Microbes in Basalt Thrive on a Mixed diet of Toxic Wastes

Paul Preuss, Lawrence Berkley National Laboratory

Berkley lab news site on the bacterium Arthrobacter oxydans. This bacterium was found Seventy-five meters beneath the surface of a site in Idaho where radioactive waste has been stored for more than 40 years, the microbe living in the pores and crevices of dry basaltic rock was able to reduce a toxic form of chromium to a much less toxic form in the presence of volatile organic wastes. In addition to the article this site provides links to the lab's home page, index, and other news articles.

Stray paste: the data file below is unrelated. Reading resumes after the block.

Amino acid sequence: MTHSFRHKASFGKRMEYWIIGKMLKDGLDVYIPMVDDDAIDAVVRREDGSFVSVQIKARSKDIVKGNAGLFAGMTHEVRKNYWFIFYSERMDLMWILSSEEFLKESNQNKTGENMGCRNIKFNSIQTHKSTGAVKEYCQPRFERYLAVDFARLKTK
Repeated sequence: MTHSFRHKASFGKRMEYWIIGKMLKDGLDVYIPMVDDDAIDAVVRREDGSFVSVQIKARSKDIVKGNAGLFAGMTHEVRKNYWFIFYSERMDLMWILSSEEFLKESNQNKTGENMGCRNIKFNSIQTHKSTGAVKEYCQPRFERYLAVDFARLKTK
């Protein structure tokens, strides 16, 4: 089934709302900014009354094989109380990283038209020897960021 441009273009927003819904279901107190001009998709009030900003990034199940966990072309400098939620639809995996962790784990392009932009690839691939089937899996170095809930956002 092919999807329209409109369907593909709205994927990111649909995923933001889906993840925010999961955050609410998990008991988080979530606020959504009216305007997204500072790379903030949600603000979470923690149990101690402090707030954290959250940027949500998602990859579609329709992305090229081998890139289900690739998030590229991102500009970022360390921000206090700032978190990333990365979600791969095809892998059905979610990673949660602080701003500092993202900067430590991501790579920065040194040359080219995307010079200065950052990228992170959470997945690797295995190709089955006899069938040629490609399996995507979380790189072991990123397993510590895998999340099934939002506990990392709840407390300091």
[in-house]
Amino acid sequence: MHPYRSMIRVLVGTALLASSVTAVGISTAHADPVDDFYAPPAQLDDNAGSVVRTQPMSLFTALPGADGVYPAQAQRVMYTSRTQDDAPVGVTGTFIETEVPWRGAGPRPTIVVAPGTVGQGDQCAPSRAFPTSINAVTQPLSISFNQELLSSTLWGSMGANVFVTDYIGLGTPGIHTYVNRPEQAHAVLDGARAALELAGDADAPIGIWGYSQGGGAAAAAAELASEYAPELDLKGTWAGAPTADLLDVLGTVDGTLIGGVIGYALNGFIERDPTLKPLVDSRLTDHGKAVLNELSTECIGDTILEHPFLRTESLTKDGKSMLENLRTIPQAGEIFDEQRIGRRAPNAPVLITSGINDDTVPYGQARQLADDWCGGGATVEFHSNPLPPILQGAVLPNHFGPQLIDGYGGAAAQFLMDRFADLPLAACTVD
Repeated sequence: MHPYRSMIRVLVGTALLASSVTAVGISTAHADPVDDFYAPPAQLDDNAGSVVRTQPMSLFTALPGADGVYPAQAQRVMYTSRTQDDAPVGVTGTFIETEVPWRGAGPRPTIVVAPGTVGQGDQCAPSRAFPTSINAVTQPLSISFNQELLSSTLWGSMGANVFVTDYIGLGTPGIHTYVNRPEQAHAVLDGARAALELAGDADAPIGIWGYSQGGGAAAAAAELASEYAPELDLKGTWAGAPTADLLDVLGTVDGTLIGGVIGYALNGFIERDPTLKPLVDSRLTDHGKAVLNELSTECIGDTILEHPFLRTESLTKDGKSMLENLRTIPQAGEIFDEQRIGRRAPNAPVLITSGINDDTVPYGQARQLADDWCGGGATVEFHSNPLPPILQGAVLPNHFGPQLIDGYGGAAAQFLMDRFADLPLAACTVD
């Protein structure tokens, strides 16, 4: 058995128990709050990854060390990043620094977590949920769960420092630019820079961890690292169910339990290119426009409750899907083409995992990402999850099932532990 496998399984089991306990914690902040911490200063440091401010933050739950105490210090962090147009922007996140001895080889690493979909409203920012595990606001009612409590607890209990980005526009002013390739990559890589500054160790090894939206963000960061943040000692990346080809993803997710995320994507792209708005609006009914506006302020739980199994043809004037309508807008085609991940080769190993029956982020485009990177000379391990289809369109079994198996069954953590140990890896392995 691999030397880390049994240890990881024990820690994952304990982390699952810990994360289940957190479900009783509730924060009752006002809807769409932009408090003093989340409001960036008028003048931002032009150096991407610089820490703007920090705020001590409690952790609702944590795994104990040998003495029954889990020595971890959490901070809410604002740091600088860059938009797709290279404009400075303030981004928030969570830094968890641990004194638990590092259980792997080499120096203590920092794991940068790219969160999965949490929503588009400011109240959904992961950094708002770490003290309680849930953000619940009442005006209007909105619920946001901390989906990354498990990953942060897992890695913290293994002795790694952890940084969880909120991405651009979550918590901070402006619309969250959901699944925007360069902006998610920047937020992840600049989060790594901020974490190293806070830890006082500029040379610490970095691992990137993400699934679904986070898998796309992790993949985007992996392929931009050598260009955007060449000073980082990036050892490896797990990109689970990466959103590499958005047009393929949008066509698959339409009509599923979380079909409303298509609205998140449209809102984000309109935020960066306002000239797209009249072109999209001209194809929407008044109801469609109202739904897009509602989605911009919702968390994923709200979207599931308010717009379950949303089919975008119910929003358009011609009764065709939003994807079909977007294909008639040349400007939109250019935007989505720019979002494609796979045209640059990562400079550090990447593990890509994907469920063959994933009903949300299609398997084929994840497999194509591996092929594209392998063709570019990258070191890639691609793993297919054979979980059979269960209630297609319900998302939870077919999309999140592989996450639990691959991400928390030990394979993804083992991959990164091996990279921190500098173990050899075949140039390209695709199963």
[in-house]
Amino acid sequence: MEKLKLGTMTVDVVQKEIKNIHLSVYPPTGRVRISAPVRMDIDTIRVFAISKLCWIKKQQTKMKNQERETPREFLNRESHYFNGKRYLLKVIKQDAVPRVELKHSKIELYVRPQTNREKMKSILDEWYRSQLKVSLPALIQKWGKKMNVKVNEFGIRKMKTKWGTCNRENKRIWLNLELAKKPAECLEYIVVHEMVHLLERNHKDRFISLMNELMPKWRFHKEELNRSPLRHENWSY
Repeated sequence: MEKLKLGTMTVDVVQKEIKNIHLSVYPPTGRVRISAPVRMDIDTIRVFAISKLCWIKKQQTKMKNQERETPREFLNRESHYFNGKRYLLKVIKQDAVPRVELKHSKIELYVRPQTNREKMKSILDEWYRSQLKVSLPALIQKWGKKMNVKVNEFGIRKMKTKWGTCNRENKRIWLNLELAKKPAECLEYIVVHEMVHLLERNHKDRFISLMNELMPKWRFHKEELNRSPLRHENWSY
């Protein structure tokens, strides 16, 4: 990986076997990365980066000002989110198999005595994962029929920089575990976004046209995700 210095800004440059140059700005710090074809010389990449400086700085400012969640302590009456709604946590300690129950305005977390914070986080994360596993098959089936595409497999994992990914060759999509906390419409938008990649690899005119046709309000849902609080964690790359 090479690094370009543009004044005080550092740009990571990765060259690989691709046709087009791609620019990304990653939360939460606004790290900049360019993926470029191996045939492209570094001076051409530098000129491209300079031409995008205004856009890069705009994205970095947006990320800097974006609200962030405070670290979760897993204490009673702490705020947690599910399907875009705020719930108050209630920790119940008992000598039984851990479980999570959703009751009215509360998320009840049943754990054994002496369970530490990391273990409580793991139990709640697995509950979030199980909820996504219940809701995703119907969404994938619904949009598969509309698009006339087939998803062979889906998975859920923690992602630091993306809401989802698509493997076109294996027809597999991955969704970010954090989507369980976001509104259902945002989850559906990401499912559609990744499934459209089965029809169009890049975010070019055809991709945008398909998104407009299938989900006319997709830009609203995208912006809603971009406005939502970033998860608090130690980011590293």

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Subject: Biology:Ecology:Metabolism, Biology:Microbiology
Resource Type: Scientific Resources:Overview/Reference Work
Grade Level: Graduate/Professional, College Upper (15-16), College Lower (13-14)
Extreme Environments: Altered by Humans
Topics: Biosphere:Microbiology, Ecology:MetabolismKeywords: hexavalent chromium, petroleum, hydrocarbons, volatile organic compounds, VOC, toxic, Polyvalent metal, Arthrobacter oxydans, toluene